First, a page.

I took my eldest and middle daughters to the blue tongue lizard workshop during the last summer school holidays. And I can say that it was good value in comparison to other school holiday activities. The ranger that ran the workshop was amazing. He was very patient with all the kids and, most importantly, he was a very good communicator.
First of all, we went for a bushwalk with the ranger where we learnt about different plants. Then, the ranger showed the blue tongue lizard to all of us. The talk was very interactive, asking the children different questions about blue tongue lizards. It was very interesting in fact.
After learning a bit about blue tongue lizards, the children built a habitat for them only using nature elements from the bush (stones, branches, leaves, etc.).
The second part of the workshop was indoors. The children had the opportunity to make a blue tongue lizard with clay and then we all chilled out at story time. Before saying good-bye to the blue tongue lizard all the families had the opportunity to pat it and have a photo taken. Isn’t it great?
The Bush Kids Holiday Program changes every school holidays. The rangers take into account the different seasons of the year (for example, in summer there was a water splash activity, and this autumn there is a workshop called Autumn Craft).
For more information: click here
Besides the school holiday activities, Ku-ring-gai Wildflower Garden offers:
- The Junior Rangers Club on Thursday afternoons during school terms,
- The Toddlers and Tadpoles program on Wednesday and Thursday mornings during school terms,
- Community Education Programs,
- School excursions and activities for playgroups, pre-schools and parents’ groups, and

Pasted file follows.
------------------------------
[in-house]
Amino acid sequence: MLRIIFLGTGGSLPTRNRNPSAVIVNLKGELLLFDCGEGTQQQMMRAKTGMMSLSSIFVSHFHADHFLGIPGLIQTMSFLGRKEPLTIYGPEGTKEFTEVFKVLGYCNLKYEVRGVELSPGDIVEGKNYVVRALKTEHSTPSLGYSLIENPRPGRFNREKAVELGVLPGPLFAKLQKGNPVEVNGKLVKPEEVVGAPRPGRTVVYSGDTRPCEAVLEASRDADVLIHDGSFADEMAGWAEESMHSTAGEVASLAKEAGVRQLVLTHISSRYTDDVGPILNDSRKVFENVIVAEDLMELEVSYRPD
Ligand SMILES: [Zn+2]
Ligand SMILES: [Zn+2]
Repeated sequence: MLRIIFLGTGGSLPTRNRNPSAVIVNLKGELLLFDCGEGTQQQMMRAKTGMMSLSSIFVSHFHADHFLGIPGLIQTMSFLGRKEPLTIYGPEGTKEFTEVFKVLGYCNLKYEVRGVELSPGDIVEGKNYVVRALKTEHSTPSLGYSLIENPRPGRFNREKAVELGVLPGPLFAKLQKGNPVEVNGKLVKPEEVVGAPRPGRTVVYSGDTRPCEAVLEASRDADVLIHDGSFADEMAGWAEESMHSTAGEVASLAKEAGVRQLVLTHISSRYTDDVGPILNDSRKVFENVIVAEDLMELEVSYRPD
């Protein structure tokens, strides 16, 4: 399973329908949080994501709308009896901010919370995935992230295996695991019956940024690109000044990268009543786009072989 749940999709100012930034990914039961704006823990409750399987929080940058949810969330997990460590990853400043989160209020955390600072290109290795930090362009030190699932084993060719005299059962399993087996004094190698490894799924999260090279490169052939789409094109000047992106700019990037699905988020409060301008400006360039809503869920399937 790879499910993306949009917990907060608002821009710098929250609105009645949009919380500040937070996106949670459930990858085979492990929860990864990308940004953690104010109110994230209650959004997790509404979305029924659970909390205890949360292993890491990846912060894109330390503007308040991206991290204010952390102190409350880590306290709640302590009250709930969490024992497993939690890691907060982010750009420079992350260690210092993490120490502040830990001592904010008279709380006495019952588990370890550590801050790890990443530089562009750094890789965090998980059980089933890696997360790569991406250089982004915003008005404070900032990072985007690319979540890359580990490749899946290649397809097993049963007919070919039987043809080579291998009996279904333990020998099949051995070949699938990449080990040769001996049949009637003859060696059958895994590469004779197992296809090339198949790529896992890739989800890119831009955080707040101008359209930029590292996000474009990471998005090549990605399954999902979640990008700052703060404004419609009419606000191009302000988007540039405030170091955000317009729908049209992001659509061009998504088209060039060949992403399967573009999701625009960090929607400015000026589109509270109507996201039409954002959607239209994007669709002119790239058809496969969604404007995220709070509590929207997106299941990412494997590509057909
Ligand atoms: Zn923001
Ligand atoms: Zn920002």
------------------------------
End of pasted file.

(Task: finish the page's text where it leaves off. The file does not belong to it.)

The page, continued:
- Bush birthday parties with an extensive list of themes to choose from.
Pram-friendly and wheel-chair accessible: Yes, some areas
Where to park: There are several car park areas after you pass the entry gate.
Café / Take away coffee: No, IGA St Ives North is the closest place where you can grab a coffee (Shop 9, 351 Mona Vale Road St Ives NSW 20759).
Toilets/Baby change: Yes / No
Enclosed: Only some areas; i.e. the back of Caley’s Pavilion is fenced, which makes it ideal for young children’s birthday parties.
Ku-ring-gai Wildflower Garden is not only a fantastic place to visit during school holidays , but also a great place to explore for entry-level bushwalkers. For the experienced or the adventurous, there are challenging trails, too.
Also, Ku-ring-gai Wildflower Garden is a good picnic spot to keep in mind. It is not too far away from the city, the general entry is free, it is safe and it has a playground.
The Ku-ring-gai Wildflower Garden hosts the Wildflower and Art Festival at the end of August, which celebrates the arrival of spring. This year the festival will be held on Sunday 27 August. Some of the highlights of last year were the animal presentations for the children and the sculpture walk competition. Guided bushwalks, market stalls, (where you could buy Australian products and plants), arts and crafts activities for the children and live music completed the festival program.
We did not attend the festival last year, but it is on my calendar now. Are you planning to go too?
Nearest station: No
Nearest ferry: No
Bus stop nearby: Number 197 from Macquarie University stops at the Ku-ring-gai Wildflower Garden